From Theory to practice: The Soteria Project
The central aim of the "Soteria Bern" residential community which has been functioning successfully for over thirty years, is to create a therapeutic environment that sustainably lowers the level of emotional tension and excitement in and around psychotic people plagued by delusions and hallucinations. This relaxation is not achieved, as is usually the case, primarily by damping with so-called neuroleptic drugs nor by ephemeral relaxation exercises, but by means of an understanding and continuous human accompaniment by a carefully selected and trained team of carers in as normal, small-scale, open and family-like an environment as possible. Further important elements of the Soteria approach are the systematic involvement of the family, the targeted therapeutic use of everyday activities such as day and meal planning, shopping, cooking, cleaning, creative activities, leisure activities, etc., as well as the systematic preparation and accompaniment of long-term social and professional reintegration.
I cannot go into more details here and refer you to the relevant publications⁹. It should only be noted that, according to the results of empirical comparative studies, the Soteria approach is objectively at least on a par with conventional clinical treatment methods and is often superior in the subjective experience of patients and their relatives. Contrary to occasional claims the total costs are also significantly lower.
During my annual visits since the handover of responsibility to Dr. Holger Hoffmann (1997), I have always been impressed by the "spirit of Soteria" which is transmitted from generation to generation as if by magic and inspires the whole team. Without betraying this "spirit", which is not quite easy to grasp, but which has been condensed into a series of precise principles of treatment since the very beginning, my successors have constantly refined the original treatments over time and supplemented them with a whole network of outpatient and semi-outpatient transitional institutions, including an early detection service. In several places in Germany, the Netherlands, Israel and elsewhere, institutions based on the Bernese Soteria model have also emerged in recent years. Nevertheless, this approach still meets with considerable scepticism in psychiatric mainstream thinking, just like the whole of Affect-logic and presumably for similar reasons.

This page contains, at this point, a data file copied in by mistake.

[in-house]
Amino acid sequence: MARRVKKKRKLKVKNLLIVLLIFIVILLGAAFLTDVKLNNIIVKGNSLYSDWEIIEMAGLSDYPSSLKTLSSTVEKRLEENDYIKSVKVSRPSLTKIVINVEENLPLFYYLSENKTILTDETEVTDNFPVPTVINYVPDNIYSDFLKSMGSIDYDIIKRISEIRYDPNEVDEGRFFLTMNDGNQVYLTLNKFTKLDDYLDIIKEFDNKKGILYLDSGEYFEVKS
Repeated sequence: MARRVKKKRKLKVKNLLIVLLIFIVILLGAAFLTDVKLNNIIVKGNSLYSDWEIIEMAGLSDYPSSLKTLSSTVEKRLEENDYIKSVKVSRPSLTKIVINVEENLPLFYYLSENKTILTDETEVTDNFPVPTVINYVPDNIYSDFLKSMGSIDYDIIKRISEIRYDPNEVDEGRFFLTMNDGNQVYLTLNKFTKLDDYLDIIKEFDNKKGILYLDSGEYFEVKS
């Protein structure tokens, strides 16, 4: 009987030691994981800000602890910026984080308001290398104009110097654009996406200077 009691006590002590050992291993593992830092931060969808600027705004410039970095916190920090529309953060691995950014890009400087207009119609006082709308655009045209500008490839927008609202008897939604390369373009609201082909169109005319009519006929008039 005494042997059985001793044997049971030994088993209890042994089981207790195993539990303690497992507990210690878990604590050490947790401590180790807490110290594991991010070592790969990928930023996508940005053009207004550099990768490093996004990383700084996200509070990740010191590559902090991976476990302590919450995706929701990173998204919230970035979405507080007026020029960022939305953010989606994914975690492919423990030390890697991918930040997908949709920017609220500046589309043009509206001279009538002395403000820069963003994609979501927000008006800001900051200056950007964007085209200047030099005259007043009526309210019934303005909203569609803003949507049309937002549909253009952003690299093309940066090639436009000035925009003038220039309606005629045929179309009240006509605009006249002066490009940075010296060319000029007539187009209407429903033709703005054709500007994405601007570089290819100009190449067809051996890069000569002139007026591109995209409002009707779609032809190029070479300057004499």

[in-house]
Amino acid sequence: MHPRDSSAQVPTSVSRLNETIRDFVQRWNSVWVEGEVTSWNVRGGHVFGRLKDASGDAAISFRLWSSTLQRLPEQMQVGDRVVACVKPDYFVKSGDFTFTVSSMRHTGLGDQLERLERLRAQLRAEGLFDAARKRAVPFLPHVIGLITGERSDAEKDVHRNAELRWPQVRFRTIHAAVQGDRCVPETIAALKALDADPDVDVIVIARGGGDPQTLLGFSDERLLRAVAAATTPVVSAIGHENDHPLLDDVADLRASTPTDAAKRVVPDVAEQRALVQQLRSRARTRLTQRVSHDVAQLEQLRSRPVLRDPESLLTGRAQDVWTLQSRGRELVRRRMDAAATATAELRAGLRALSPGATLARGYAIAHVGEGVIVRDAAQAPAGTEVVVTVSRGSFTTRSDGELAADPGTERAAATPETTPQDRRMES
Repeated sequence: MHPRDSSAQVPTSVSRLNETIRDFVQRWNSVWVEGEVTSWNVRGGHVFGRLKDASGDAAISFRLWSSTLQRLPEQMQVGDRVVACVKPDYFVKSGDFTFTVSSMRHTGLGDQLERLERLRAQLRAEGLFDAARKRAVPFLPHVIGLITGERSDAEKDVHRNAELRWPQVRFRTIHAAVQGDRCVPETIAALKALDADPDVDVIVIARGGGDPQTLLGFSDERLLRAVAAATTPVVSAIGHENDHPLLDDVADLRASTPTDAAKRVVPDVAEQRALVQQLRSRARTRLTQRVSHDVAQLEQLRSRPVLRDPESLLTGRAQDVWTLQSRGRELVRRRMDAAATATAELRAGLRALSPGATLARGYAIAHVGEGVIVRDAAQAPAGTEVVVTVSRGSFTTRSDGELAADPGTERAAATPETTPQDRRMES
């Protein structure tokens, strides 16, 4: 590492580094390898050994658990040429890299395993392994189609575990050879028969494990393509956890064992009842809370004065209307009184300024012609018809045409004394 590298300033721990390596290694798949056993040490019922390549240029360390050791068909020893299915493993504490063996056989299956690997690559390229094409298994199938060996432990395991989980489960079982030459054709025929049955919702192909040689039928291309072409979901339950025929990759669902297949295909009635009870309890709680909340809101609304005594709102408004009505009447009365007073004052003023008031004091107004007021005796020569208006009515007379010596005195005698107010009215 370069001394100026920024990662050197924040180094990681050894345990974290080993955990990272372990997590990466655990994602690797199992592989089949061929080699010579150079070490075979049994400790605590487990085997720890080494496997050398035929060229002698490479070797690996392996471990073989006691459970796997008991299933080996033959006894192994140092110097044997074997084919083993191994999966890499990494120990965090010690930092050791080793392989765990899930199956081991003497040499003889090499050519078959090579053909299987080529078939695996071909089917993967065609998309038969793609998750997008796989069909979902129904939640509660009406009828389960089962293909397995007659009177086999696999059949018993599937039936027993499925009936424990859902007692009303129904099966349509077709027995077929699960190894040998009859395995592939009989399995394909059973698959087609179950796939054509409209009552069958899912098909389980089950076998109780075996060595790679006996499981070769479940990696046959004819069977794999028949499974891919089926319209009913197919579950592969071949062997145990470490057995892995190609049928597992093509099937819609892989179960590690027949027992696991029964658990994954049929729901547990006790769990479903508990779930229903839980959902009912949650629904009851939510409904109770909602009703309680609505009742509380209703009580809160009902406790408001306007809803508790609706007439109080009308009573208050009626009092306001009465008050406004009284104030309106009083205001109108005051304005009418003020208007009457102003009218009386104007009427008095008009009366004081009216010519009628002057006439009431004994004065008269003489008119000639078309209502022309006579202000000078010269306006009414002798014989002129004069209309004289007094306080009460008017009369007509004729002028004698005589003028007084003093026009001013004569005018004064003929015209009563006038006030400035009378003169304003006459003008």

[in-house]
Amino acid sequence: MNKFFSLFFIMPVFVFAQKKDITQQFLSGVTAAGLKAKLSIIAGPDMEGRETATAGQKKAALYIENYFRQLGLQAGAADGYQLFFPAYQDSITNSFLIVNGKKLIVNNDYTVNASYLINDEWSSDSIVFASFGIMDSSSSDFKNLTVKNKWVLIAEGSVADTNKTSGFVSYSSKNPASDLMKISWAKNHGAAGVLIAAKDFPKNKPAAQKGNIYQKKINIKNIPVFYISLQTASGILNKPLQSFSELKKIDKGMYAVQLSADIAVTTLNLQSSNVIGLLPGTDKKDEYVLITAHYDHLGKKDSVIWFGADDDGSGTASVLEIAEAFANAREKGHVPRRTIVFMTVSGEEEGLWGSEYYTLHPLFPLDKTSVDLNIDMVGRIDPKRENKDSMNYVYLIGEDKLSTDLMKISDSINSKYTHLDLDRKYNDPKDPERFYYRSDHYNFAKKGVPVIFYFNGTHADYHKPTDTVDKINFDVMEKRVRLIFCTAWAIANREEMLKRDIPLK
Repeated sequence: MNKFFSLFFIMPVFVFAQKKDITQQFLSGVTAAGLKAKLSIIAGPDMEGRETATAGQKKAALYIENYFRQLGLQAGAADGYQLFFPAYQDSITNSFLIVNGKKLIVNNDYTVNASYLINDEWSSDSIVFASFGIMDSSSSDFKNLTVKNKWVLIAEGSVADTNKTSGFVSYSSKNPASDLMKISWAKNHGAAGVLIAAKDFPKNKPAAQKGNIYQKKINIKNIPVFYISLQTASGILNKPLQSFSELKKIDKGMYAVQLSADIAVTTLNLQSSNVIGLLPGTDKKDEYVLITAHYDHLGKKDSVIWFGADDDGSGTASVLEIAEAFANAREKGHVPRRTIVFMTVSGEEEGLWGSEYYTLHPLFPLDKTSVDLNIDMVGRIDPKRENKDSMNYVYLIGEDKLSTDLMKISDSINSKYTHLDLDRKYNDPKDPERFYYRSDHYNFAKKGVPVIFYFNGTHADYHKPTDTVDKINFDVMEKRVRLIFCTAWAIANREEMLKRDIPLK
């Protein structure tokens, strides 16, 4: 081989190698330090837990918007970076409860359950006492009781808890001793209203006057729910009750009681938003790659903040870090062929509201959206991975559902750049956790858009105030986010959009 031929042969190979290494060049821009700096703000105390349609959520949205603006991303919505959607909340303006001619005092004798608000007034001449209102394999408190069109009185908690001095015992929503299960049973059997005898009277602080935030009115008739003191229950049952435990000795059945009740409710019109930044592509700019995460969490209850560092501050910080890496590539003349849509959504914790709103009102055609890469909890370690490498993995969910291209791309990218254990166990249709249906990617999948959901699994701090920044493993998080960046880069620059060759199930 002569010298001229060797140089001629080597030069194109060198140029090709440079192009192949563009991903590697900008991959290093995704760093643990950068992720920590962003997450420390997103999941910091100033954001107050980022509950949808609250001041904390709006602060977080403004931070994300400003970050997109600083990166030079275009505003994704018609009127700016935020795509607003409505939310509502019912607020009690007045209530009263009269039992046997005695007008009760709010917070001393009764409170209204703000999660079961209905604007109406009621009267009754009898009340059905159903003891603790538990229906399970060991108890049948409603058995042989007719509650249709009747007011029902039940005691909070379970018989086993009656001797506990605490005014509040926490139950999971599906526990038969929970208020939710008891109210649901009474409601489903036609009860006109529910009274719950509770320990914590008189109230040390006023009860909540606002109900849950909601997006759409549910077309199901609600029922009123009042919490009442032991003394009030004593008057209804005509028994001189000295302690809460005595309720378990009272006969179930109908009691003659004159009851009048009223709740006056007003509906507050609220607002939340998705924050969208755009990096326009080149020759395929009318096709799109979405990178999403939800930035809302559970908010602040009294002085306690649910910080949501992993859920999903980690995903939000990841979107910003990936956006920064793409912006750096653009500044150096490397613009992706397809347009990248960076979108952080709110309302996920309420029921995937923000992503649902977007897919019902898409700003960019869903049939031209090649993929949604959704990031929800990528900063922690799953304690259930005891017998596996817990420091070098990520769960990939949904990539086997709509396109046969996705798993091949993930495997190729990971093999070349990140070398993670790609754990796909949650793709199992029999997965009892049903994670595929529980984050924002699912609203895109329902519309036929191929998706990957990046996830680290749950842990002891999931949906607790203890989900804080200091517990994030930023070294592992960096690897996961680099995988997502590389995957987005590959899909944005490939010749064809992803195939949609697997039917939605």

At the beginning of my reflexions I have claimed that the schizophrenia problem is one of the biggest unresolved questions facing not only medicine, but the human mind alltogether. This is not surprising since three highly complex subject areas overlap and intertwine in it, which we do not sufficiently understand even individually. First there is the area of the mental and spiritual including the unsolved problem of consciousness; secondly, the area of the brain (as is well known, the most differentiated matter that exists at all); and thirdly, the social and societal area. What is the human mind? How does it interact with matter? What is consciousness, and how can the mind become so globally disturbed and confused that the whole world appears altered and distorted as if in a dream to persons who are, however, awake? And it is just as unclear how a schizophrenic psychosis can completely or partially regress even after decades of severe progression.
In addition to these major questions, there is a wealth of individual problems that are particularly evident in connection with the understanding of psychosis in terms of Affect-logic. Why do certain people react to critically increasing emotional tensions with a psychosis, while others become violent, panic-stricken, or sink into depression? What is the schizophrenogenic vulnerability, more specifically? Is this perhaps, as I have long suspected - not without reference to Eugen Bleuler's core symptom of "disorder of associations" - a both genetically and biographically conditioned lability of basic affective-cognitive systems of reference (or “programs” of feeling, thinking and behaving), especially in the area of interpersonal relationships (the so-called object representations, in psychoanalytical terms)? And how do such different symptomatologies arise from case to case so that already “the old Bleuler”¹⁰, the creator of the concept of schizophrenia in 1911, used to speak of a "group of schizophrenias" instead of merely of "schizophrenia"?
I feel compelled to add a postscript to this presentation in order to refer however briefly to the concepts of the great Italian thinker and psychotherapist Professor Giovanni Ariano from Naples, which, as I have only recently fully realized, happily complement and deepen my own understanding of psychosis.